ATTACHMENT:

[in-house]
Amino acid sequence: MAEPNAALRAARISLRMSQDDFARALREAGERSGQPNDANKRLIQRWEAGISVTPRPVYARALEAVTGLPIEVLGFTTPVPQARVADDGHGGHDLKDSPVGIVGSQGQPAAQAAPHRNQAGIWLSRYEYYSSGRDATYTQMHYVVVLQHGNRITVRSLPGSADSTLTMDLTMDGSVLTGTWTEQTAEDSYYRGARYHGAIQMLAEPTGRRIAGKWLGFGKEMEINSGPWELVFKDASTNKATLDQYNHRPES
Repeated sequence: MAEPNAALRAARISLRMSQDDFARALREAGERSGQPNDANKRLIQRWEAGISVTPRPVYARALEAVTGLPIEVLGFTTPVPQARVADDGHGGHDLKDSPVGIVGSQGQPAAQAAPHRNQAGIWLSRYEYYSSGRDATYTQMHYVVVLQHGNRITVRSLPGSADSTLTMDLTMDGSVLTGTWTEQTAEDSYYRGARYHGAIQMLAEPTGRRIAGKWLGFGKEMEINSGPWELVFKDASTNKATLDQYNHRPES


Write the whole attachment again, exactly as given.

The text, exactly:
[in-house]
Amino acid sequence: MAEPNAALRAARISLRMSQDDFARALREAGERSGQPNDANKRLIQRWEAGISVTPRPVYARALEAVTGLPIEVLGFTTPVPQARVADDGHGGHDLKDSPVGIVGSQGQPAAQAAPHRNQAGIWLSRYEYYSSGRDATYTQMHYVVVLQHGNRITVRSLPGSADSTLTMDLTMDGSVLTGTWTEQTAEDSYYRGARYHGAIQMLAEPTGRRIAGKWLGFGKEMEINSGPWELVFKDASTNKATLDQYNHRPES
Repeated sequence: MAEPNAALRAARISLRMSQDDFARALREAGERSGQPNDANKRLIQRWEAGISVTPRPVYARALEAVTGLPIEVLGFTTPVPQARVADDGHGGHDLKDSPVGIVGSQGQPAAQAAPHRNQAGIWLSRYEYYSSGRDATYTQMHYVVVLQHGNRITVRSLPGSADSTLTMDLTMDGSVLTGTWTEQTAEDSYYRGARYHGAIQMLAEPTGRRIAGKWLGFGKEMEINSGPWELVFKDASTNKATLDQYNHRPES